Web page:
The Attorney General Wants to Ensure Liberty High's Prayer Room Is Open to All. They Might Have Asked.

Marisa Uddin, via YouTube

Ever ready to rush in with a press release where the religious liberty of Texas public school students is threatened, even when it isn’t, the Texas Attorney General’s office fired off a letter to Frisco ISD on Friday warning them that a “prayer room” available to Liberty High School’s 2,100 students had better not be open only to Muslims.

The AG’s office shared the letter with the media, which promptly shared it online. Too bad the state’s lawyers didn’t pick up a phone first and call Frisco to get some clarity. They could have found out that the prayer room is open for use by students of other faiths for prayer, meditation and, presumably, last-ditch pleas for help with that big trigonometry test.

The attorney general’s office became aware of the prayer room thanks to a story and video report earlier this month on Wingspan, the school’s campus news site. The letter, written by Deputy Attorney General Andrew Leonie to Frisco’s superintendent, Jeremy Lyon, warned that reserving the room for one religion would be unconstitutional.

“Your efforts to create an environment where students can freely — without actual or perceived pressure from school personnel — practice their religion merits admiration, not antagonism. Other practices at Liberty High School, however, raise concerns. Reports from Liberty's news site indicate that the prayer room is not available to students of all faiths,” Leonie wrote. “It appears that students are being treated differently based on their religious beliefs.”

Chris Moore, Frisco ISD spokesman, said that the principal at Liberty decided about seven years ago to set aside a classroom for 30 minutes a day to allow students to pray.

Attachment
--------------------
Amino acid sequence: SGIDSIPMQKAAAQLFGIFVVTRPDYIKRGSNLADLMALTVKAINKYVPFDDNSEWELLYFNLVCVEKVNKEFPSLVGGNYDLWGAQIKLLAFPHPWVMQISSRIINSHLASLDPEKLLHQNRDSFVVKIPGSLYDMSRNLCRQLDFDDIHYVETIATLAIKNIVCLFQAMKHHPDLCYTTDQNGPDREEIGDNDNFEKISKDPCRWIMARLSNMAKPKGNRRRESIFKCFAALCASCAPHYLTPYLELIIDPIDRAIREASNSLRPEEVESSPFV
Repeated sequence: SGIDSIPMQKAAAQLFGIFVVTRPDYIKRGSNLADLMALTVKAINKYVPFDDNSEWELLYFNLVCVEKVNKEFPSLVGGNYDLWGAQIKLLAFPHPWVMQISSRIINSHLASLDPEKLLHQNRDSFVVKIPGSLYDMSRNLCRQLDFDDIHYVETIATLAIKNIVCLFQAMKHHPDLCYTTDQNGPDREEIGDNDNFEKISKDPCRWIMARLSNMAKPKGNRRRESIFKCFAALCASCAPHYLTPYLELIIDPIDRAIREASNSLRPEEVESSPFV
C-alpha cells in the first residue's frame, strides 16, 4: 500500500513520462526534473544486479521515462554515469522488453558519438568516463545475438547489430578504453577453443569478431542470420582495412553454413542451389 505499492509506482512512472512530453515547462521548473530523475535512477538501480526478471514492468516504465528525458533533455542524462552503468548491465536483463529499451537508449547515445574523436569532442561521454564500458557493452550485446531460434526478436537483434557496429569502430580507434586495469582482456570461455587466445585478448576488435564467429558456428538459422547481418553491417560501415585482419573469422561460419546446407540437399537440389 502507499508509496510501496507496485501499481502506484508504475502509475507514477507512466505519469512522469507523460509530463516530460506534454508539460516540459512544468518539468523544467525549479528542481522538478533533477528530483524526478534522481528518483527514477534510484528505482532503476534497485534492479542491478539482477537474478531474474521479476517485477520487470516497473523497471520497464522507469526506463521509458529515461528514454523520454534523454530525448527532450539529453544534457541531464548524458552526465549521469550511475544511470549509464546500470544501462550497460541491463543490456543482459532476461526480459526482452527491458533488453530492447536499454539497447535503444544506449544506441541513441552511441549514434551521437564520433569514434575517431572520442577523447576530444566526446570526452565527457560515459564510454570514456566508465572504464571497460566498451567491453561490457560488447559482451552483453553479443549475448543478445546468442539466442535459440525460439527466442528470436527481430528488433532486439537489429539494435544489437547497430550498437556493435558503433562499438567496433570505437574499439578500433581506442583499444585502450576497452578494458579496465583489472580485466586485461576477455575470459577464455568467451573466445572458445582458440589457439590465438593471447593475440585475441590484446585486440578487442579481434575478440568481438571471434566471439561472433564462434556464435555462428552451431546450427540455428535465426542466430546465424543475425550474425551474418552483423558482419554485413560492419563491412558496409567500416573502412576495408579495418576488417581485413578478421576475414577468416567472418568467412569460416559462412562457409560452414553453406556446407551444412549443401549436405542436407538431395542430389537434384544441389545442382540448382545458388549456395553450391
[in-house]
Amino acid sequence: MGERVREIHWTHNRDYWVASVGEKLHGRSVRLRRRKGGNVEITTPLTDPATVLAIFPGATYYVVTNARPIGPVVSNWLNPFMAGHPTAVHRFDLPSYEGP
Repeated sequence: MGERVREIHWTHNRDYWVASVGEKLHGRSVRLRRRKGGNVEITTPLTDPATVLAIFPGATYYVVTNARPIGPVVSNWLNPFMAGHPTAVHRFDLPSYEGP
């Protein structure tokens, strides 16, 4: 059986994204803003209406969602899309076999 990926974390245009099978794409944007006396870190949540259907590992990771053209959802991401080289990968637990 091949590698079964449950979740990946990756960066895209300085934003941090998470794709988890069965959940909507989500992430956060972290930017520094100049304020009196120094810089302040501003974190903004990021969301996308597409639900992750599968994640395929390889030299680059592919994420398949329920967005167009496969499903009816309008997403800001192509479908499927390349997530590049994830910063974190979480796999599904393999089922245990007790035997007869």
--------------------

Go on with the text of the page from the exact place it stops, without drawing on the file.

Liberty has a number of devout Muslim students whose rituals required them to leave campus on Friday afternoons for prayers. Parents would pick them up, take them to pray and return them in a trip that kept them out of classes for as much as two hours. The absences were excused, since the law requires schools to be accommodating to students’ religious needs, but the commute was still taking a bite out of the school day, Moore said.

So Liberty Principal Scott Warstler met with Muslim students and parents and arranged for a “prayer room” from 2:05 to 2:35 p.m. every day, Moore said. The rest of the time the room is used for regular classes.

While the Muslim students’ needs were the impetus for the prayer room, and they make the most use of it, it was open for all students to practice their faiths from the start, said Moore. Typically, students of other faiths don’t use the prayer room, he said, though they can and have. Also, he says the students are welcoming to other students who are curious about Muslim practices, though no proselytizing goes on.

District lawyers reviewed the plans for the prayer room before it was instituted, Moore said.

The bigger sticking point for Moore and Lyon is the fact that the Attorney General’s Office fired off its question attached to a widely distributed press release, giving the AG’s worry about constitutional liberties a definite odor of politicking.

“...This ‘Press Release’ appears to be a publicity stunt by the OAG to politicize a non-issue. The principal of Liberty High School noted in his interview there have not been any issues for over seven (7) years with this room, that is, however, until the OAG’s ‘Press Release.’ It is important to note Frisco ISD is greatly concerned that this type of inflammatory rhetoric in the current climate may place the District, its students, staff, parents and community in danger of unnecessary disruption,” the district wrote in its response to Leonie.

See Leonie’s original letter and the district’s response below.

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Patrick Williams is editor-in-chief of the Dallas Observer.
Contact: Patrick Williams